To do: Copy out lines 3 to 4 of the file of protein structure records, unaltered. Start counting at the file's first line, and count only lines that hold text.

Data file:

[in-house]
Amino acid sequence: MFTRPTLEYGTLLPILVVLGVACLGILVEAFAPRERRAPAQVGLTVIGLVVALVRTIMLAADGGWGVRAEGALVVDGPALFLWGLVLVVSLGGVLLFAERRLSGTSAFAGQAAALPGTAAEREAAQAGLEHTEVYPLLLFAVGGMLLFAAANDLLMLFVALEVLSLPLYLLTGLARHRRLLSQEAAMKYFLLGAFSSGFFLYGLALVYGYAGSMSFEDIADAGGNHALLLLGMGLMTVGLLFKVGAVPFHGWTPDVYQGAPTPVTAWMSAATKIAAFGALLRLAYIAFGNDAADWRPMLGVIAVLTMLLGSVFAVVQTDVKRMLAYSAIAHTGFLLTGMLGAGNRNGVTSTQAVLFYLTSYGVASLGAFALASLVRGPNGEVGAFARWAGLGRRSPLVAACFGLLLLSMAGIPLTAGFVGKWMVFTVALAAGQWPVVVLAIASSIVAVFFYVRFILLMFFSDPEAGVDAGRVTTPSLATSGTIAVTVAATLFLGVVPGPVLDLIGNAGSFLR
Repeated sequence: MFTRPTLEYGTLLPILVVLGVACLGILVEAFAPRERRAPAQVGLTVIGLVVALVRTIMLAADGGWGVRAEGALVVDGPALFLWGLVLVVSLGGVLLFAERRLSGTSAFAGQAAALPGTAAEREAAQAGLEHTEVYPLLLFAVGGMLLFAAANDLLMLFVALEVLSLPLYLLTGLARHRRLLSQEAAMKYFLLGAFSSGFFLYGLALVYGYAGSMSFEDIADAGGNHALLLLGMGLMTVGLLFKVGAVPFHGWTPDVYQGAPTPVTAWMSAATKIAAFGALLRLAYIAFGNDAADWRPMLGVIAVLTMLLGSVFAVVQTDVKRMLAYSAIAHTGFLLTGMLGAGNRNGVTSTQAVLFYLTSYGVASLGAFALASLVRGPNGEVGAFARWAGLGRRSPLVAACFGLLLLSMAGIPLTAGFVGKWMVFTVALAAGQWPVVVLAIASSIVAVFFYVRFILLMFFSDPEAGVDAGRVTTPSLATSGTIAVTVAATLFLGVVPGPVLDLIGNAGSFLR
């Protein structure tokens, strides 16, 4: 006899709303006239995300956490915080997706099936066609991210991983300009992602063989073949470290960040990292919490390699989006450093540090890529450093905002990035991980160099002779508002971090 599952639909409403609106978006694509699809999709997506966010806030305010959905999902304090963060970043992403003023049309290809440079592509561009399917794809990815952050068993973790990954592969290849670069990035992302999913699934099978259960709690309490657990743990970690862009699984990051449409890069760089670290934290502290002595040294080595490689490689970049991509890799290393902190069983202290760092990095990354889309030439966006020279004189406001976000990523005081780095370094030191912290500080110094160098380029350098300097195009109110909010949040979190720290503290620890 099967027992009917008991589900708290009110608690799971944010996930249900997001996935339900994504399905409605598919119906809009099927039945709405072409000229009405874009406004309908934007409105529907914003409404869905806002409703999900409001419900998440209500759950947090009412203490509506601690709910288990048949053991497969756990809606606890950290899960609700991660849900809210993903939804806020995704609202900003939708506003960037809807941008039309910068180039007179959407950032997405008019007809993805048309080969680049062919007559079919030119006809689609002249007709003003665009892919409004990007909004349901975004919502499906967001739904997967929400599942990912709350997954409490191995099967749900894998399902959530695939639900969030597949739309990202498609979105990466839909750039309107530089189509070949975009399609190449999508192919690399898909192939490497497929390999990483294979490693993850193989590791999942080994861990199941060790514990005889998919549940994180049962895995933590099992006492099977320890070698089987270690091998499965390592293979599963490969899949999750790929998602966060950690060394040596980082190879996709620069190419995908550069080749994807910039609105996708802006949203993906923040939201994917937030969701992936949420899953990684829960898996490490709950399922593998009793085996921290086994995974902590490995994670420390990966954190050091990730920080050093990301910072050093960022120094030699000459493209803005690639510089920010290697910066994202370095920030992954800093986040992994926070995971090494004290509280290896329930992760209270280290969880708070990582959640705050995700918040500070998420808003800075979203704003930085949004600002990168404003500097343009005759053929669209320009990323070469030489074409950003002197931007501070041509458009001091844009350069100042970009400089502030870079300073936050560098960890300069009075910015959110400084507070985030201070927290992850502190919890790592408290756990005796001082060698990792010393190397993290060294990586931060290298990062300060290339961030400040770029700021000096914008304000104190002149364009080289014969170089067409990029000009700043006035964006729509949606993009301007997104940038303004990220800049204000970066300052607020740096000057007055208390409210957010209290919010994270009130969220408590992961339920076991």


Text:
Repeated sequence: MFTRPTLEYGTLLPILVVLGVACLGILVEAFAPRERRAPAQVGLTVIGLVVALVRTIMLAADGGWGVRAEGALVVDGPALFLWGLVLVVSLGGVLLFAERRLSGTSAFAGQAAALPGTAAEREAAQAGLEHTEVYPLLLFAVGGMLLFAAANDLLMLFVALEVLSLPLYLLTGLARHRRLLSQEAAMKYFLLGAFSSGFFLYGLALVYGYAGSMSFEDIADAGGNHALLLLGMGLMTVGLLFKVGAVPFHGWTPDVYQGAPTPVTAWMSAATKIAAFGALLRLAYIAFGNDAADWRPMLGVIAVLTMLLGSVFAVVQTDVKRMLAYSAIAHTGFLLTGMLGAGNRNGVTSTQAVLFYLTSYGVASLGAFALASLVRGPNGEVGAFARWAGLGRRSPLVAACFGLLLLSMAGIPLTAGFVGKWMVFTVALAAGQWPVVVLAIASSIVAVFFYVRFILLMFFSDPEAGVDAGRVTTPSLATSGTIAVTVAATLFLGVVPGPVLDLIGNAGSFLR
């Protein structure tokens, strides 16, 4: 006899709303006239995300956490915080997706099936066609991210991983300009992602063989073949470290960040990292919490390699989006450093540090890529450093905002990035991980160099002779508002971090 599952639909409403609106978006694509699809999709997506966010806030305010959905999902304090963060970043992403003023049309290809440079592509561009399917794809990815952050068993973790990954592969290849670069990035992302999913699934099978259960709690309490657990743990970690862009699984990051449409890069760089670290934290502290002595040294080595490689490689970049991509890799290393902190069983202290760092990095990354889309030439966006020279004189406001976000990523005081780095370094030191912290500080110094160098380029350098300097195009109110909010949040979190720290503290620890 099967027992009917008991589900708290009110608690799971944010996930249900997001996935339900994504399905409605598919119906809009099927039945709405072409000229009405874009406004309908934007409105529907914003409404869905806002409703999900409001419900998440209500759950947090009412203490509506601690709910288990048949053991497969756990809606606890950290899960609700991660849900809210993903939804806020995704609202900003939708506003960037809807941008039309910068180039007179959407950032997405008019007809993805048309080969680049062919007559079919030119006809689609002249007709003003665009892919409004990007909004349901975004919502499906967001739904997967929400599942990912709350997954409490191995099967749900894998399902959530695939639900969030597949739309990202498609979105990466839909750039309107530089189509070949975009399609190449999508192919690399898909192939490497497929390999990483294979490693993850193989590791999942080994861990199941060790514990005889998919549940994180049962895995933590099992006492099977320890070698089987270690091998499965390592293979599963490969899949999750790929998602966060950690060394040596980082190879996709620069190419995908550069080749994807910039609105996708802006949203993906923040939201994917937030969701992936949420899953990684829960898996490490709950399922593998009793085996921290086994995974902590490995994670420390990966954190050091990730920080050093990301910072050093960022120094030699000459493209803005690639510089920010290697910066994202370095920030992954800093986040992994926070995971090494004290509280290896329930992760209270280290969880708070990582959640705050995700918040500070998420808003800075979203704003930085949004600002990168404003500097343009005759053929669209320009990323070469030489074409950003002197931007501070041509458009001091844009350069100042970009400089502030870079300073936050560098960890300069009075910015959110400084507070985030201070927290992850502190919890790592408290756990005796001082060698990792010393190397993290060294990586931060290298990062300060290339961030400040770029700021000096914008304000104190002149364009080289014969170089067409990029000009700043006035964006729509949606993009301007997104940038303004990220800049204000970066300052607020740096000057007055208390409210957010209290919010994270009130969220408590992961339920076991």